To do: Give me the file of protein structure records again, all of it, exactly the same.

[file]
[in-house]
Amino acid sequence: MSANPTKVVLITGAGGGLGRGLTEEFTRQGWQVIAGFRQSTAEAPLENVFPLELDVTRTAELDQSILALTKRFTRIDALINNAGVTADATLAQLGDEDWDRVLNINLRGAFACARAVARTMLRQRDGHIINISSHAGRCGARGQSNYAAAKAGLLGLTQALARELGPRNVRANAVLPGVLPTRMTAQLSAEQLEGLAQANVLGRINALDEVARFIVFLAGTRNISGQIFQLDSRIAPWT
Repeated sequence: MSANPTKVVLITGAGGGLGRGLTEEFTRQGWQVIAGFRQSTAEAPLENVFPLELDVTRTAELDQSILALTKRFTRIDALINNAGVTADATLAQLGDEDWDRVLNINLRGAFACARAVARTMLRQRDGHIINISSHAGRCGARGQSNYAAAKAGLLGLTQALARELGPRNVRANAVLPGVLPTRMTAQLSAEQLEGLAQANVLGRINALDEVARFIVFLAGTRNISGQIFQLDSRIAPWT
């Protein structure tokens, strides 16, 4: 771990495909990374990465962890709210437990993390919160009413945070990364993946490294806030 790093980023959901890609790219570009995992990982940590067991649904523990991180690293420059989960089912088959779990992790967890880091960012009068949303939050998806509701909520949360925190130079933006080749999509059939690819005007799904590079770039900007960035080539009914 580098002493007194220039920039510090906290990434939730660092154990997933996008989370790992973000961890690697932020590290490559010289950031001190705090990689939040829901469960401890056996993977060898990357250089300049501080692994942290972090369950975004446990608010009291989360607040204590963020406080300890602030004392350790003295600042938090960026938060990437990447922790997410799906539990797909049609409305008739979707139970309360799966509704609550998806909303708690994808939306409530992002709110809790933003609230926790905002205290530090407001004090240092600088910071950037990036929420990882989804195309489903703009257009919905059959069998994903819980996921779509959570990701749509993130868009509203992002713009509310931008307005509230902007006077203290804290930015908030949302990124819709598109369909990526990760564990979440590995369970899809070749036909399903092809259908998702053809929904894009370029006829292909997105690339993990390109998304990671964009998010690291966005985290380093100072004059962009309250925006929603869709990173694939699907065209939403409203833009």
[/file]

[in-house]
Amino acid sequence: MSANPTKVVLITGAGGGLGRGLTEEFTRQGWQVIAGFRQSTAEAPLENVFPLELDVTRTAELDQSILALTKRFTRIDALINNAGVTADATLAQLGDEDWDRVLNINLRGAFACARAVARTMLRQRDGHIINISSHAGRCGARGQSNYAAAKAGLLGLTQALARELGPRNVRANAVLPGVLPTRMTAQLSAEQLEGLAQANVLGRINALDEVARFIVFLAGTRNISGQIFQLDSRIAPWT
Repeated sequence: MSANPTKVVLITGAGGGLGRGLTEEFTRQGWQVIAGFRQSTAEAPLENVFPLELDVTRTAELDQSILALTKRFTRIDALINNAGVTADATLAQLGDEDWDRVLNINLRGAFACARAVARTMLRQRDGHIINISSHAGRCGARGQSNYAAAKAGLLGLTQALARELGPRNVRANAVLPGVLPTRMTAQLSAEQLEGLAQANVLGRINALDEVARFIVFLAGTRNISGQIFQLDSRIAPWT
């Protein structure tokens, strides 16, 4: 771990495909990374990465962890709210437990993390919160009413945070990364993946490294806030 790093980023959901890609790219570009995992990982940590067991649904523990991180690293420059989960089912088959779990992790967890880091960012009068949303939050998806509701909520949360925190130079933006080749999509059939690819005007799904590079770039900007960035080539009914 580098002493007194220039920039510090906290990434939730660092154990997933996008989370790992973000961890690697932020590290490559010289950031001190705090990689939040829901469960401890056996993977060898990357250089300049501080692994942290972090369950975004446990608010009291989360607040204590963020406080300890602030004392350790003295600042938090960026938060990437990447922790997410799906539990797909049609409305008739979707139970309360799966509704609550998806909303708690994808939306409530992002709110809790933003609230926790905002205290530090407001004090240092600088910071950037990036929420990882989804195309489903703009257009919905059959069998994903819980996921779509959570990701749509993130868009509203992002713009509310931008307005509230902007006077203290804290930015908030949302990124819709598109369909990526990760564990979440590995369970899809070749036909399903092809259908998702053809929904894009370029006829292909997105690339993990390109998304990671964009998010690291966005985290380093100072004059962009309250925006929603869709990173694939699907065209939403409203833009």